Based on his play, you’d never guess that he was down the previous night in clear pain, yelling expletives, and then limping to the locker room. Haliburton scored 22 points, dished out 14 assists, and had numerous big plays on defense with 3 blocks and 2 steals. There was no doubt that he was feeling just fine from the start of the game where he scored or assisted on 11 straight points for the team to get the Pacers going after starting down 10-1. By the time Haliburton hit a half-court buzzer beater at the end of the first half, he had already erased any concerns anyone may have had.
He had 10 of his 14 assists in the second half including 7 during the key run of the game where the Pacers went from down 63-70 to up 87-77 in the third quarter. Haliburton just dominated during this stretch by consistently finding holes in the defense inside or moving it to open shooters at the right time to transition trailers like when he found Nesmith for his 4th triple, a classic drive and kick like the plays he found Myles Turner and Jalen Smith, or just simply trusting his teammates like when he passed up a pull-up 2 for a Buddy Hield 3. He scored or assisted on all but 3 points in this Pacers run. The highlight of them all probably his perfectly placed alley oop to Bennedict Mathurin.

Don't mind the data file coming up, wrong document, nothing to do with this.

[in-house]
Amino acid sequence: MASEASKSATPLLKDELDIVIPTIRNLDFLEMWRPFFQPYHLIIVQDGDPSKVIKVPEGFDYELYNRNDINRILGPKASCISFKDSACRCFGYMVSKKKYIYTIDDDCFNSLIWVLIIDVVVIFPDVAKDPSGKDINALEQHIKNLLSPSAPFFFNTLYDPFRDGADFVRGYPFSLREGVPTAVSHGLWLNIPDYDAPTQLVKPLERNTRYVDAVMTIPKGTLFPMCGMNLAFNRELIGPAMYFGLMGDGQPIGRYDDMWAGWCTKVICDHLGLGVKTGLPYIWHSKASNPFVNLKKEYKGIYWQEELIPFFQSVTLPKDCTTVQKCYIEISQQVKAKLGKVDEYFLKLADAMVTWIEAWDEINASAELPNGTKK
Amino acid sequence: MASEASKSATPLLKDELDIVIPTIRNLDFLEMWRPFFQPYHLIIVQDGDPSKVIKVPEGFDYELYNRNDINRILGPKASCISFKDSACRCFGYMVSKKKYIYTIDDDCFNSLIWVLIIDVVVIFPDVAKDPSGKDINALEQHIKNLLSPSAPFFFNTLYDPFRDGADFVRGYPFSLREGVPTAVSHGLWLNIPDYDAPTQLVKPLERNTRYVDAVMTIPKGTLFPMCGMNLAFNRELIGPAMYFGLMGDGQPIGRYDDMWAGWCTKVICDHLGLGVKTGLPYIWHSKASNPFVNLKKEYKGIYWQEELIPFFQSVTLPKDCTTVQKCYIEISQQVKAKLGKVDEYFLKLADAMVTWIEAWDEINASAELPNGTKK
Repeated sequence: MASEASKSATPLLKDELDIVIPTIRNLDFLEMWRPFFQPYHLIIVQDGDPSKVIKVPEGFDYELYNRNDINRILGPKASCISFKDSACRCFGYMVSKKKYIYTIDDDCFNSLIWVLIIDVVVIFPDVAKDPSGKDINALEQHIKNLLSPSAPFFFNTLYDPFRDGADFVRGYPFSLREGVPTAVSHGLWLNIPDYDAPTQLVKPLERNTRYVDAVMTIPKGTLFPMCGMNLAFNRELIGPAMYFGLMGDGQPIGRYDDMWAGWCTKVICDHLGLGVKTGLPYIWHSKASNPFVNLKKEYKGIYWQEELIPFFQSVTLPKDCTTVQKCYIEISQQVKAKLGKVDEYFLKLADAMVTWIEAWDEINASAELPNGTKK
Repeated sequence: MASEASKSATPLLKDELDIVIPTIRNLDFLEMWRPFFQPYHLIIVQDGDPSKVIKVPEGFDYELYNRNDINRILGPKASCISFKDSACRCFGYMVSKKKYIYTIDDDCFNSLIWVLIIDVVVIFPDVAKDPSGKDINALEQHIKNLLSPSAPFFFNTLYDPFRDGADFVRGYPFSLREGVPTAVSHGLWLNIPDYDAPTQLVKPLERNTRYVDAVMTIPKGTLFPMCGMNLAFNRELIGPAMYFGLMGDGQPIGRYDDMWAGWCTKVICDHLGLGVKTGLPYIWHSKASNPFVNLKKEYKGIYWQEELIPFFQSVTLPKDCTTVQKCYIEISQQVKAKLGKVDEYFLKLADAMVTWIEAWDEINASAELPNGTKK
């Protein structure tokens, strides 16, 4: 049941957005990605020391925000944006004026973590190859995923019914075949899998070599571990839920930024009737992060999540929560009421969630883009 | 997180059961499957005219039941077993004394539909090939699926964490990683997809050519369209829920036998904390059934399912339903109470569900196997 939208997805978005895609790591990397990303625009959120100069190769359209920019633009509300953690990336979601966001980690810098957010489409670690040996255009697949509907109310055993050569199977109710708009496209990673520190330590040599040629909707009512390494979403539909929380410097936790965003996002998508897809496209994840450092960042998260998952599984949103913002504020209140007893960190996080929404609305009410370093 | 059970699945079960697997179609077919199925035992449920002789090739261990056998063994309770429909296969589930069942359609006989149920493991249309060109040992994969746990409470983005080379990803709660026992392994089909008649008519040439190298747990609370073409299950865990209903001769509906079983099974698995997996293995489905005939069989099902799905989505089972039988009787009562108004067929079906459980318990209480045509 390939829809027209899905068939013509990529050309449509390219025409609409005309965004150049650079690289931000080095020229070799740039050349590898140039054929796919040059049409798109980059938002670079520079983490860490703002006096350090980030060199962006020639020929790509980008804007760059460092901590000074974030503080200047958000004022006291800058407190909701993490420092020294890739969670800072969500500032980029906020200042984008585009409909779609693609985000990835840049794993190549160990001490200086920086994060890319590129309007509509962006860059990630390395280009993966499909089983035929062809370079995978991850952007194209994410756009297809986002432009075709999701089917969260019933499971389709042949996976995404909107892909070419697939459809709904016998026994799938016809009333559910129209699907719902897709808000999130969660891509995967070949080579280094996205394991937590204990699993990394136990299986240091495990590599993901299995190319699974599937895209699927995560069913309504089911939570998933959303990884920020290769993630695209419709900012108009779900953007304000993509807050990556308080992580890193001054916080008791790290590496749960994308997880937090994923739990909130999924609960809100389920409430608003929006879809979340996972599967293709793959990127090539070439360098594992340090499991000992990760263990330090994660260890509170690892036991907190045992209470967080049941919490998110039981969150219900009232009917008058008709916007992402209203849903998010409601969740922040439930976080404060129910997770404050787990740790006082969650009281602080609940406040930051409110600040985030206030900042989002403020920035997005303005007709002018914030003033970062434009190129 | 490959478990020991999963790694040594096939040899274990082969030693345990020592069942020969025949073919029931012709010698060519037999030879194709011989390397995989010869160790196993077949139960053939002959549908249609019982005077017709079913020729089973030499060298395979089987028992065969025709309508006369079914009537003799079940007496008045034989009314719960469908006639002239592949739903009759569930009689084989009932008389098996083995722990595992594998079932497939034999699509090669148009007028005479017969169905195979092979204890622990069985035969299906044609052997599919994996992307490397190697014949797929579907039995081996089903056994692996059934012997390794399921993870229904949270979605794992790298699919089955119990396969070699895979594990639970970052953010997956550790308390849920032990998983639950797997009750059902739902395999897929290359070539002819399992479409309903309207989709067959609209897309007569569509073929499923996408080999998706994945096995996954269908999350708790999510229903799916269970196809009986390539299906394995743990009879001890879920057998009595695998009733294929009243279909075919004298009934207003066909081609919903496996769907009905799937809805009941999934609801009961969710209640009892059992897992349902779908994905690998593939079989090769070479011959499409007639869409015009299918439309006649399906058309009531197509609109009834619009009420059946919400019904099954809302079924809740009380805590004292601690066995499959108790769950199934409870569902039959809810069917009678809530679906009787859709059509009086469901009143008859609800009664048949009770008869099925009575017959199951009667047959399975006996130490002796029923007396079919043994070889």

Haliburton walked into the building in this one like his detective character was going undercover with the mafia. No short film script this time but maybe Detective Tyrese II comes out soon. In the meantime, enjoy this bad photoshop.
3. Terry Taylor, small-ball 5, returns in all its glory
Also happening amidst the Pacers big 3rd quarter run was this situation. Bol Bol was making play after play and giving the Pacers defense problems, the Magic have height and length all over the floor even without Paolo Banchero, and the Pacers down three with 5:22 left in the third quarter had consistently been battling back to being within one possession but never quite getting over that hump like they were Shadow trying to climb out of that mud pit at the end of Homeward Bound just without the tears pouring out of my eyes.
The solution to the Magic’s gargantuan length? Terry Taylor, 6’5” center. After Taylor entered the game, the Pacers went on a 16-3 run to get their first lead of the game and push it all the way to 10 points before the Magic started a comeback of their own. The only points not assisted by Haliburton in that stretch mentioned in the previous section? A classic Taylor offensive rebound and putback and-1. In his 5 minutes, the Pacers were +8 and went from down 3 to up 5 at the end of the third quarter. It came at the expense of Isaiah Jackson minutes but with Oshae Brissett as the tallest player on the floor for the Pacers, but Carlisle’s move to go super small worked. It was good to see him and Brissett contribute to a positive stretch when Taylor–and Brissett until recently–have struggled to find consistent playing time.